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Logistics Channel Analysis2

The last section of R3W is Mong La to Yunjinghong, 140 km two-lane two-way highway. The road is still under improvement. Figure 5 shows the road condition of the China’s two-lane two-way highway, which illustrates the China readiness.
Logistics Channel
Figure 5: the road condition of the R3W China’s Two-Lane Two-Way highway
near Yunjinghong (Banomyong et al., 2006)

Then, the last section of the Bangkok-R3W-Kunming route is the route 540 km R3 highway, which links Yunjinghong and Kunming. From Yunjinghong to Xuxi the highway is four-lane two-way and from Xuxi to Kunming is six-lane two-way. Figure 6 illustrates the road condition of Yunjinghong to Xuxi. Within the year 2007, China aims to finish the improvement of this highway by making it better and shorter.

Although the construction of this route has been significantly completed a few years ago, most merchants and logistics services providers are reluctant to use this route. The major barriers are located in Myanmar, which are 1) Myanmar political issues. 2) Policies of transit fee, and 3) Quality of the highway. The minor barriers are international logistics collaborations, which have been on the process of improvement (e.g. Cross-Border Transport Agreement).

The Bangkok-Mekong-Kunming Route :

The Bangkok-Mekong-Kunming route also uses the 830 km. Bangkok to Chiang Rai as the first section. Then, the second section is a local highway from Chiang Rai to Chiang San port, which is the Thai major port in the Mekong river. The length is about 60 km. Thai government has a plan to improve this section of highway into a 40 km route and to build the new port in the near-by location. The third section is Mekong river. All the goods have to be relocated from trucks to ships. The length of this section is about 287 km from Chiang San to Kuwnlei or about 360 km from Chiang San to Yunjinghong. The Yunjinghong port, other than Kuwnlei, is planned for passenger accommodation , but not for commodity transportation. Since the Kuwnlei port is about 75-80 km far from Yunjinghong, the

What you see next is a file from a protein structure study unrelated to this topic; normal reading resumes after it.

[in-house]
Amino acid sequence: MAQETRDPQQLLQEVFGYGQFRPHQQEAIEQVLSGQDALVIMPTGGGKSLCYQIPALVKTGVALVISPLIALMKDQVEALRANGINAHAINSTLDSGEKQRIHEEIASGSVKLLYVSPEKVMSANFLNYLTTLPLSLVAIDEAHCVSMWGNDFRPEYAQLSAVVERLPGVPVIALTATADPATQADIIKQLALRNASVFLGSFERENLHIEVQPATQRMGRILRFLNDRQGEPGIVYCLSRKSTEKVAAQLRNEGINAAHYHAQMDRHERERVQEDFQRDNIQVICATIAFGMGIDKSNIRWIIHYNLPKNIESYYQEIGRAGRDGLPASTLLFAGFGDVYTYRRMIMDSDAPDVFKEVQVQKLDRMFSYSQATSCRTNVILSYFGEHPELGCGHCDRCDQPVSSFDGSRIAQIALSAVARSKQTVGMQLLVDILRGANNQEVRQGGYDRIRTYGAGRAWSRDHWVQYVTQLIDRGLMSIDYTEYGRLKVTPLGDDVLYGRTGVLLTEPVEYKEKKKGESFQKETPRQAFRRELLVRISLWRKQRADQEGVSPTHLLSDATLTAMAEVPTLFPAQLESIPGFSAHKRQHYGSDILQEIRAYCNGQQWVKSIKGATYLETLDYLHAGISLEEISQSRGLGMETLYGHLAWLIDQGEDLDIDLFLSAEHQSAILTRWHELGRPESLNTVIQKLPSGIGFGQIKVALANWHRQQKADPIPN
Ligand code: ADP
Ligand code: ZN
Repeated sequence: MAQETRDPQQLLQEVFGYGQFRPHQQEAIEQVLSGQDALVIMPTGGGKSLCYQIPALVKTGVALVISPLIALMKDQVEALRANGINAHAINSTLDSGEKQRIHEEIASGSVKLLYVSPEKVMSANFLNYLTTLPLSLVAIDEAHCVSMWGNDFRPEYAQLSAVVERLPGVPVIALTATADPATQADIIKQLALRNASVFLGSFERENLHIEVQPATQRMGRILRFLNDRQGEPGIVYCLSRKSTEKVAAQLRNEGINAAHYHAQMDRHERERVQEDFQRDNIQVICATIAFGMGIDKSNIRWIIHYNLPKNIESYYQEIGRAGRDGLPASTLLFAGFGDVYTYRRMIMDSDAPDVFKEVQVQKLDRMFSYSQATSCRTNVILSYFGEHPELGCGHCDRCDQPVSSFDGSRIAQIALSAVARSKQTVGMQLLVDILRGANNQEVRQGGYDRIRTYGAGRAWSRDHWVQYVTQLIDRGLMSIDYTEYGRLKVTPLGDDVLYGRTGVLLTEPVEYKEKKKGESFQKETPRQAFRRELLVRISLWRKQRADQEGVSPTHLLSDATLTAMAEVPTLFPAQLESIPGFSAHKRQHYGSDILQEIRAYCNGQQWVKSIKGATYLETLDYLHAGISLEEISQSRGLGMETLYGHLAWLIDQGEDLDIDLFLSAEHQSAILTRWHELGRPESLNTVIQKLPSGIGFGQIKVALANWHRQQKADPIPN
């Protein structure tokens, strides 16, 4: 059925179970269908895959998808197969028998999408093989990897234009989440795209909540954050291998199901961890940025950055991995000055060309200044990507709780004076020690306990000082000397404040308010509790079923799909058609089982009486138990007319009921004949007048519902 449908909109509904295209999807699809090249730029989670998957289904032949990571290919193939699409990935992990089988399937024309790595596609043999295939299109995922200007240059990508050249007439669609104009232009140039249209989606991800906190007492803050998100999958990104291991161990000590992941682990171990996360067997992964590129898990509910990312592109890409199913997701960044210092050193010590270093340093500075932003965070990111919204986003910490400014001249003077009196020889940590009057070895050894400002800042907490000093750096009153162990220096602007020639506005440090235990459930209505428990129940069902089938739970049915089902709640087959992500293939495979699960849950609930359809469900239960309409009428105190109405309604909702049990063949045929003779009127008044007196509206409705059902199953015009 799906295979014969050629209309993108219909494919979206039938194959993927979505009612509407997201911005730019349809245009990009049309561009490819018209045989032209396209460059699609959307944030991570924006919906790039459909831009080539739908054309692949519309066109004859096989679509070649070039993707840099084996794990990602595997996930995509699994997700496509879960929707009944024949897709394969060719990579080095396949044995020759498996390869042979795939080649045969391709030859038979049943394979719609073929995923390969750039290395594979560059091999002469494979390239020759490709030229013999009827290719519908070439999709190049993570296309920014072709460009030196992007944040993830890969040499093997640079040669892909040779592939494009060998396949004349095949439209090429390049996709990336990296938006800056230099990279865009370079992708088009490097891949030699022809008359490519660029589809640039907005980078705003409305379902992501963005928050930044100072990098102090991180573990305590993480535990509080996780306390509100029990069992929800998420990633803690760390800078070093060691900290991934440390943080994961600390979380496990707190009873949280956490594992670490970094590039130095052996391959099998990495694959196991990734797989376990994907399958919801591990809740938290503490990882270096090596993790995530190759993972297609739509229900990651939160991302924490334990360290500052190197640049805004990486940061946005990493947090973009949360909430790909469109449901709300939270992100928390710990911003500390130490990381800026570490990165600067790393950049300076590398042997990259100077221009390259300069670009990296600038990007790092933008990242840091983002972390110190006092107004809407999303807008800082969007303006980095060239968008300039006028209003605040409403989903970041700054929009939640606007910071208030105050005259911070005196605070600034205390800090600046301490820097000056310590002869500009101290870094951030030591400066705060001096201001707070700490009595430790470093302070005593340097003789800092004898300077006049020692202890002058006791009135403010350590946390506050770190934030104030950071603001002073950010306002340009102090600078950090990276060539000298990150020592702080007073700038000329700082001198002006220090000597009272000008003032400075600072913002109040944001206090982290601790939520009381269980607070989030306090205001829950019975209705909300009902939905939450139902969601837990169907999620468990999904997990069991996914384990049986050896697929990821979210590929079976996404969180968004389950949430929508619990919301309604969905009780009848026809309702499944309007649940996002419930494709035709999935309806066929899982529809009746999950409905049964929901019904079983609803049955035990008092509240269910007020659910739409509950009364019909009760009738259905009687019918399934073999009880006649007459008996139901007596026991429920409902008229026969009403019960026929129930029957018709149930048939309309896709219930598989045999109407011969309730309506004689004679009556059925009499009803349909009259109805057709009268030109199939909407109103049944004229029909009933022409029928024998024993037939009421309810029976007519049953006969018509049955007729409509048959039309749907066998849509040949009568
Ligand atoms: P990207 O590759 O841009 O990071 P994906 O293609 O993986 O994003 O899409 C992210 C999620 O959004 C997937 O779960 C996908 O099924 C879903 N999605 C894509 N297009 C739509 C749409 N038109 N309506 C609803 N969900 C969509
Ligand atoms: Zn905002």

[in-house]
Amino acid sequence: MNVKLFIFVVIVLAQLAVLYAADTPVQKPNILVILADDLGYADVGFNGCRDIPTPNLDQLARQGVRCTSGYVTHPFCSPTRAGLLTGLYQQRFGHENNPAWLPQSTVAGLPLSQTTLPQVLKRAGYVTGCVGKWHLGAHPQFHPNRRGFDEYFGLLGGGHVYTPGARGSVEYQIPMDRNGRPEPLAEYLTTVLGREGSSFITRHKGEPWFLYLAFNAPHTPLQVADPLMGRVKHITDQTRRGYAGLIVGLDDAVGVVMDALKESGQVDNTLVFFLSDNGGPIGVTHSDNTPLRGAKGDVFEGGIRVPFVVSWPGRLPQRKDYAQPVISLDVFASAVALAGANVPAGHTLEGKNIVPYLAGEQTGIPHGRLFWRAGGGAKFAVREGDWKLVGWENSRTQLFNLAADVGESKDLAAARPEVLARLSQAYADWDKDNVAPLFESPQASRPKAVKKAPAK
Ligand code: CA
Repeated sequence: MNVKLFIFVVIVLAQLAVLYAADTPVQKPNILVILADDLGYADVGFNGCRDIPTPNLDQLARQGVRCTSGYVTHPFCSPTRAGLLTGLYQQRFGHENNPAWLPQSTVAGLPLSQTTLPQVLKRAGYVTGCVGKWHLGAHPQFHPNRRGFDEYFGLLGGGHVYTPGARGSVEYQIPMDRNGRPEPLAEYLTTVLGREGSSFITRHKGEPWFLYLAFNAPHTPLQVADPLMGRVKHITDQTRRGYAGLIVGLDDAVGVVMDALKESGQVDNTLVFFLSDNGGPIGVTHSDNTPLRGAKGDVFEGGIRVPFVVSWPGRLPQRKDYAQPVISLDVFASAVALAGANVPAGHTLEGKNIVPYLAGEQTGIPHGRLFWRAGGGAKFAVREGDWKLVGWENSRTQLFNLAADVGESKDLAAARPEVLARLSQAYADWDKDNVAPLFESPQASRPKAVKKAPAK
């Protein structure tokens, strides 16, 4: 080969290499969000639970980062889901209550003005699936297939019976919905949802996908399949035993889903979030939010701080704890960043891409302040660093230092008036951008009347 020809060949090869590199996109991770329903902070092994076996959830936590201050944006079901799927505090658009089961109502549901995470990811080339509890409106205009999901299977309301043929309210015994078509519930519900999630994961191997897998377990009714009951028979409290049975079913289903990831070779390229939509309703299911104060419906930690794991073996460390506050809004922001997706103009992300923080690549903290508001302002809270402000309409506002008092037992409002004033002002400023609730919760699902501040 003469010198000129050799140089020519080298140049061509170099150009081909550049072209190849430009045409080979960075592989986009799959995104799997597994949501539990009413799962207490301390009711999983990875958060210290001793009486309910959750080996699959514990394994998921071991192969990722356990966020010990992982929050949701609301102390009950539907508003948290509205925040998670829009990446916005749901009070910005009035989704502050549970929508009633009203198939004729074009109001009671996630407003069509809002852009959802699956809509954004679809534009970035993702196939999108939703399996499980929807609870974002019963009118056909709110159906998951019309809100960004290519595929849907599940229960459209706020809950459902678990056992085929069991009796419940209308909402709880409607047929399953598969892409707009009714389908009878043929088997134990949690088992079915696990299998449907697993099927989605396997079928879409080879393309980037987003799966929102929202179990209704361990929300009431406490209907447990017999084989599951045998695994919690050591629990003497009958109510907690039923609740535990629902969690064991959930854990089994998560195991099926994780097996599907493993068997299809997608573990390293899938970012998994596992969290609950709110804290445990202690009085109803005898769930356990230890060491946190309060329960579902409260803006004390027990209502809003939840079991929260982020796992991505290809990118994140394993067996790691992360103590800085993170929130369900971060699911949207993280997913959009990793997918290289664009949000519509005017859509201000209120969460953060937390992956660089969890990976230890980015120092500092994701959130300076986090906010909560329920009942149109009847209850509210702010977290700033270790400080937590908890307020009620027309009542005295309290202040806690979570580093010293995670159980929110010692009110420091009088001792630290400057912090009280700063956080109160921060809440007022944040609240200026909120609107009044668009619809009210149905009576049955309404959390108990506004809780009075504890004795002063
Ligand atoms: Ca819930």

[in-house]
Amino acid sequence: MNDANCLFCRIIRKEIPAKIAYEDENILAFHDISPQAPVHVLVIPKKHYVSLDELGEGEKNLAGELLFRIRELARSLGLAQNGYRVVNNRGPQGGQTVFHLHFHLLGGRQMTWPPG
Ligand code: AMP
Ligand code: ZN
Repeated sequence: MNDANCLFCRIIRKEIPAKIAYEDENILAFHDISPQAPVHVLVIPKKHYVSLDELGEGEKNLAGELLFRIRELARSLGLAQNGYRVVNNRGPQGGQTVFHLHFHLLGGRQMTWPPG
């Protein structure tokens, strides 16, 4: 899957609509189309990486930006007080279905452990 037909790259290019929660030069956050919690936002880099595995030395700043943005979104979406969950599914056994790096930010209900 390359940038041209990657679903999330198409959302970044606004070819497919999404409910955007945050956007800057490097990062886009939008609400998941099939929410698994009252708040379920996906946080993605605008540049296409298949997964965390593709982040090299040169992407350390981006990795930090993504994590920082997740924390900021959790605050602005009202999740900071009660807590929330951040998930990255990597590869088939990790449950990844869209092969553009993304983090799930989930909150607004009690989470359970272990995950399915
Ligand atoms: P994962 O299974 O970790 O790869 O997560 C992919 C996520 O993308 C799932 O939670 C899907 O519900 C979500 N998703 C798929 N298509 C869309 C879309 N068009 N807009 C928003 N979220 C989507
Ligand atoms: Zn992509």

Kuwnlei port is positioned as a strategic port for the area. After all of the goods pass through the customs process, they are reloaded into trucks or near-by warehouses. The method of Logistics Channel loading and unloading between trucks and ships of the Mekong is still of primitive and man-power necessity . The crane and container system is still under the process of development. Then, the last section of this route is the R3 highway, as the same as the Bangkok-R3W-Kunming route. Figure 7 shows Typical China’s Port and Cargo Ship in the Mekong River
Logistics Channel
Figure 7: Typical China’s Port and Cargo Ship in
the Mekong River (Kuwnlai Port )
Nowadays, this route plays a main part serving the Thai and Yunnan logistics demands, particularly in the bulk commodities. However, this is still not effective, particularly during the first six months (November to May), during which the water levels of the river are low and the transportation capacity of the ships decrease significantly. For the worst case, during the dry season, the river water volume may not be enough for the transportation. However, China succeeded in improving the transportation efficiency of the upper Mekong river from Yunjinghong to Chiang Khong (Upper Mekong Navigation Improvement project). Risks of transportation in this river are relatively high, no insurance company officially guarantees the logistics services along this river, therefore the transportations normally do carry on during the daytime. Typically, the travel time between Chiang San and Yunjinhong is about 1 day upstream and 3 days downstream. Most transportation fleets are owned by Chinese, Loa, and Myanmar, respectively. Only skillful captains can effectively manage the ships. Due to the installation of several dams along the northern part of river, China can now control the transportation flows along this river. Practically, China has the advantages beyond other GMS countries in term of transportations. Furthermore, the issues of environmental impacts for these changes on the Mekong river are still questionable in terms of sustainability and fairness (Berman, 1998). The most barriers of transportation forn this route come from the natural and human factors. They can be summarized as 
1) Volume of water during the dry season,
2) Risks due to the obstructions, 
3) Environmental Impacts, 
4) Political issues. Other barriers, such as infrastructure capability and logistics technologies can be feasibly improved step-by-step.